The 2023 astronomical tide predictions for the Gulf of Trieste, with updated harmonic constants, were realized by the Alpine-Adriatic Meteorological Society as part of the technical-scientific framework Agreement in the fields of climatology, meteorology and oceanography between A-AMS (UMFVG onlus) and the Institute of Marine Sciences of the National Research Council (ISMAR).
This issue here available has been edited by Fabio Raicich (Data processing and astronomical tide prediction), Andrea Securo (layout and text revision) and Renato R. Colucci (realization of tidal curves and tables).
The sea-level variability
The sea level variability depends on several factors, the most important being the astronomical tide, the meteorological forcing, the thermohaline properties (temperature and salinity) of the water mass, and the global climatic variations.
If the mean sea level, typically computed over 3 or 6 months, and the astronomical tide are subtracted from the observed sea level, one obtains the “residual sea level” or “meteorological tide”, which essentially accounts for the effect of the meteorological forcing.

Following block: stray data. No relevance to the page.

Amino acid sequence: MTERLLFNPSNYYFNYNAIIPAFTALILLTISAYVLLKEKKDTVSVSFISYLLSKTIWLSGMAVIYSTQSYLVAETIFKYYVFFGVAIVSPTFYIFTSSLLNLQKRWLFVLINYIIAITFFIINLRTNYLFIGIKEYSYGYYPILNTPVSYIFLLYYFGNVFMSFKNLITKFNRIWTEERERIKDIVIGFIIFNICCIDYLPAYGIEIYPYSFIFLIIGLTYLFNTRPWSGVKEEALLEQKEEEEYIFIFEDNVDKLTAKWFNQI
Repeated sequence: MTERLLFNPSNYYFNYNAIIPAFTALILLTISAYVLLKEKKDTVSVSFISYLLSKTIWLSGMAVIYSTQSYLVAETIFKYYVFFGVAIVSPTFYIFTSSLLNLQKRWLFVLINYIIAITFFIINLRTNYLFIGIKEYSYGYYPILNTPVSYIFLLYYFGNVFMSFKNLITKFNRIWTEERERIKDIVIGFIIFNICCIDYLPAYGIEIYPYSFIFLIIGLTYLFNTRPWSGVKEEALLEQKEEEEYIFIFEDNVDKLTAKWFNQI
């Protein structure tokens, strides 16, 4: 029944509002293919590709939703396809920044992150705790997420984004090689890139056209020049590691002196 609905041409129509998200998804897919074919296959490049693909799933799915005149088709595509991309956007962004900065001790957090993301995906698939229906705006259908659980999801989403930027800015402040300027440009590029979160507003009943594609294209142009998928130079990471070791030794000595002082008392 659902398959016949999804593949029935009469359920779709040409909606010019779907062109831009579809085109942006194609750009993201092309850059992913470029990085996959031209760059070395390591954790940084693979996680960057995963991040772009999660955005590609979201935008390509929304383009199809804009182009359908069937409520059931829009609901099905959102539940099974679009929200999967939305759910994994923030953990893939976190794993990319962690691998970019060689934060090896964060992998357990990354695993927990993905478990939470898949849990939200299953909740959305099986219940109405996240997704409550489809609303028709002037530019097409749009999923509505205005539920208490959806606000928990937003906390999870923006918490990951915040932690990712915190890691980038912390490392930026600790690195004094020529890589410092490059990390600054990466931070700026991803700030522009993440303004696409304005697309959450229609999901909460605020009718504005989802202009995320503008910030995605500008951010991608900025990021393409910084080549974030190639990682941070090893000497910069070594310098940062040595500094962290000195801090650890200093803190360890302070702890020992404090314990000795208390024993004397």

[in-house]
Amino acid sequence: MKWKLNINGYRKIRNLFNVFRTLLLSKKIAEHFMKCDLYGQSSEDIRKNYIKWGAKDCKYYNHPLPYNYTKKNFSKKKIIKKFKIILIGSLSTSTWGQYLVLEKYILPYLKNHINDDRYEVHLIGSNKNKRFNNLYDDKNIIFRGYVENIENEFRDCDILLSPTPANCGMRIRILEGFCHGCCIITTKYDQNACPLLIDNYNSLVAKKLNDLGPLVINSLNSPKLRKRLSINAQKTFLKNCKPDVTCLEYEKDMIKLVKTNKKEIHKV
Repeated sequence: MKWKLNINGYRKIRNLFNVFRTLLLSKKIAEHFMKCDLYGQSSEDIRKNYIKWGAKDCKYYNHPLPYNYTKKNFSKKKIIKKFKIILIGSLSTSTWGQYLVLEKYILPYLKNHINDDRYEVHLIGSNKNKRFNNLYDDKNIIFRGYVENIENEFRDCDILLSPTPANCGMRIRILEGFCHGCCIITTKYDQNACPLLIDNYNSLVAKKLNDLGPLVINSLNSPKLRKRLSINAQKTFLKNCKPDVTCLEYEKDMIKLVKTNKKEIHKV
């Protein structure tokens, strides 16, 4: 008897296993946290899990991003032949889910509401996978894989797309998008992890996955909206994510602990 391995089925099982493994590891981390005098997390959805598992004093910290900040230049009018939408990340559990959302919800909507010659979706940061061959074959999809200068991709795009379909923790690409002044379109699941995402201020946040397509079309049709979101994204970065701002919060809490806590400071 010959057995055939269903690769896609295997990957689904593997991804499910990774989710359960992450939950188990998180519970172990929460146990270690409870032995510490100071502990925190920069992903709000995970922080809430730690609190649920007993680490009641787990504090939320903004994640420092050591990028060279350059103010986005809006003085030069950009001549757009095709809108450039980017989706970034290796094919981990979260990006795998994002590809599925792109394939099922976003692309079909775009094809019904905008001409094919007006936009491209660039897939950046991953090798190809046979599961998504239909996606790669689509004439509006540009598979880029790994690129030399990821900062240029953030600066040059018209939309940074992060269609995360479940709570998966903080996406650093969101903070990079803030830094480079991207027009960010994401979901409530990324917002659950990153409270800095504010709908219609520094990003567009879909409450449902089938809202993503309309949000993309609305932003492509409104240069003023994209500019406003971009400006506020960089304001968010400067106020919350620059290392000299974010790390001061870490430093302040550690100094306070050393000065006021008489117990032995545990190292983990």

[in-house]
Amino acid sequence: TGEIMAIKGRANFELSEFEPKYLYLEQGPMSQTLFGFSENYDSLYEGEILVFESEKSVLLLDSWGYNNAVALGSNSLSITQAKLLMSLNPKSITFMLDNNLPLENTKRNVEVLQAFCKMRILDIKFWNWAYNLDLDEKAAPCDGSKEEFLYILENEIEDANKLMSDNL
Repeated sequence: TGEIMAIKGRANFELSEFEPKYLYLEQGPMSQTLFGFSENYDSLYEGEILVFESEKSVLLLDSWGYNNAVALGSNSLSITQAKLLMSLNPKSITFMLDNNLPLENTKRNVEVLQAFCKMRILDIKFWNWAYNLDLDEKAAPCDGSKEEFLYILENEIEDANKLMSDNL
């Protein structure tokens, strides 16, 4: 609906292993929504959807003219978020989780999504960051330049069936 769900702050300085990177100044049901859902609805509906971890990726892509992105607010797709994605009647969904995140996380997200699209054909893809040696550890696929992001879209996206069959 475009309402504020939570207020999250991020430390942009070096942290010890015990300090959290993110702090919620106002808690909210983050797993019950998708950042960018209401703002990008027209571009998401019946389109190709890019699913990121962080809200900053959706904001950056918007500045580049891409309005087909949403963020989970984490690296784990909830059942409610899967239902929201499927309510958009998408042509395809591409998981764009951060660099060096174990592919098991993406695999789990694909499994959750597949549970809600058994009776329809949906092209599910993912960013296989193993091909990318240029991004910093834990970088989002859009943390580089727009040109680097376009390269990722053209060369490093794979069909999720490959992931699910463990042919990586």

Effects of the astronomical tide
The astronomical tide is the product of the gravitational attraction exerted by the Moon and the Sun on the oceanic mass, and it depends on the position of the
Earth relative to the two celestial bodies. Because the relative motion of such bodies is known with high precision, the tide evolution caused by their interactions is also predictable with high accuracy, unlike, for instance, the meteorological forecast.
On the north Adriatic coast, the tide prevailingly exhibits two highs and two lows per day (semidiurnal type). At the new Moon and full Moon (sizigie) this phenomenon is more marked and the largest tidal ranges occur. At the first and last quarters (quadrature) the tidal range is less marked, often with only one high and one low per day (diurnal type).